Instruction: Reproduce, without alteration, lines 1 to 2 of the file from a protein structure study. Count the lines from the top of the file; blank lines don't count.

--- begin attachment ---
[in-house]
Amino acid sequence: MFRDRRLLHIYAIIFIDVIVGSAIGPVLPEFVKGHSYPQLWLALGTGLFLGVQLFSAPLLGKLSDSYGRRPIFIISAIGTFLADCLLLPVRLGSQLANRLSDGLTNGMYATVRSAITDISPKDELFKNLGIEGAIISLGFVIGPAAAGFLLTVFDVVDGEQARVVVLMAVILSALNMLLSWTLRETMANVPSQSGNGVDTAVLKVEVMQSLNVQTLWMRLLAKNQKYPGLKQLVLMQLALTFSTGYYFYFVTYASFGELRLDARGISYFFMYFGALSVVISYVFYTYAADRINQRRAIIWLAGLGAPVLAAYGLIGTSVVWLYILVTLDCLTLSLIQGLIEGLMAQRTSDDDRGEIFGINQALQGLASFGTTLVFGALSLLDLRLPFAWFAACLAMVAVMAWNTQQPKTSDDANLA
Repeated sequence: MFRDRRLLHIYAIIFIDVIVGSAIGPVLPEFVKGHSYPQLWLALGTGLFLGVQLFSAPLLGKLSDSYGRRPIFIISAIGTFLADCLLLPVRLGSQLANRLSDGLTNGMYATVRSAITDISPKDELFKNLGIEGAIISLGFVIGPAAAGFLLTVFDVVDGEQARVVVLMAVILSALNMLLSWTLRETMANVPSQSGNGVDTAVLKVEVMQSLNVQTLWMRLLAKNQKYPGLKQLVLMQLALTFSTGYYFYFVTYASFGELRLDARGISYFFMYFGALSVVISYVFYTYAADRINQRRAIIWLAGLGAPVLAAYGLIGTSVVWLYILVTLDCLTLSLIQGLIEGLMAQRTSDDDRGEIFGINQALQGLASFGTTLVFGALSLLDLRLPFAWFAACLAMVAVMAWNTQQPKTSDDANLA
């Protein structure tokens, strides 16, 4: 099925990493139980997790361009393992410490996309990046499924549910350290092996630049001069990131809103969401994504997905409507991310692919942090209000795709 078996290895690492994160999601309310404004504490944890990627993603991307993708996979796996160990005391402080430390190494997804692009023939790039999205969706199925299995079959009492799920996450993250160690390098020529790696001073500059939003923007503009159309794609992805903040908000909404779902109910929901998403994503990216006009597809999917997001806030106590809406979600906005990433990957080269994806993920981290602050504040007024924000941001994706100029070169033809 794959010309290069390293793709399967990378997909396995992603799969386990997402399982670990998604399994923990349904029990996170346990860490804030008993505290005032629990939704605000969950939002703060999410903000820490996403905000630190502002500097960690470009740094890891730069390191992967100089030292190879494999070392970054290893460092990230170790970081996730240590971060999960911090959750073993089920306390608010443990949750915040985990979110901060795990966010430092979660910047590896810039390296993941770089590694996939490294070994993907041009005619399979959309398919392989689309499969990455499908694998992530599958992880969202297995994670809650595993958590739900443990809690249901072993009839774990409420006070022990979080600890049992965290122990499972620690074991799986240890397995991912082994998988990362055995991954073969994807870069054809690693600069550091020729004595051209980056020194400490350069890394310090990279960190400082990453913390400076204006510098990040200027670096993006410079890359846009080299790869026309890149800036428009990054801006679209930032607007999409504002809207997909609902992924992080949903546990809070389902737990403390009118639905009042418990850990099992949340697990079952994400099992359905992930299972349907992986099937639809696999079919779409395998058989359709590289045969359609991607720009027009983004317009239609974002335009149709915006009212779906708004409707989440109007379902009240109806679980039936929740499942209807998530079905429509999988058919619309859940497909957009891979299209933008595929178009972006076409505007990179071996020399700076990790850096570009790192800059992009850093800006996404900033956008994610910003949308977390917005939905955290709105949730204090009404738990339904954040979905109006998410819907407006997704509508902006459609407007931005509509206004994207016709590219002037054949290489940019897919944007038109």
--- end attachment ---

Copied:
[in-house]
Amino acid sequence: MFRDRRLLHIYAIIFIDVIVGSAIGPVLPEFVKGHSYPQLWLALGTGLFLGVQLFSAPLLGKLSDSYGRRPIFIISAIGTFLADCLLLPVRLGSQLANRLSDGLTNGMYATVRSAITDISPKDELFKNLGIEGAIISLGFVIGPAAAGFLLTVFDVVDGEQARVVVLMAVILSALNMLLSWTLRETMANVPSQSGNGVDTAVLKVEVMQSLNVQTLWMRLLAKNQKYPGLKQLVLMQLALTFSTGYYFYFVTYASFGELRLDARGISYFFMYFGALSVVISYVFYTYAADRINQRRAIIWLAGLGAPVLAAYGLIGTSVVWLYILVTLDCLTLSLIQGLIEGLMAQRTSDDDRGEIFGINQALQGLASFGTTLVFGALSLLDLRLPFAWFAACLAMVAVMAWNTQQPKTSDDANLA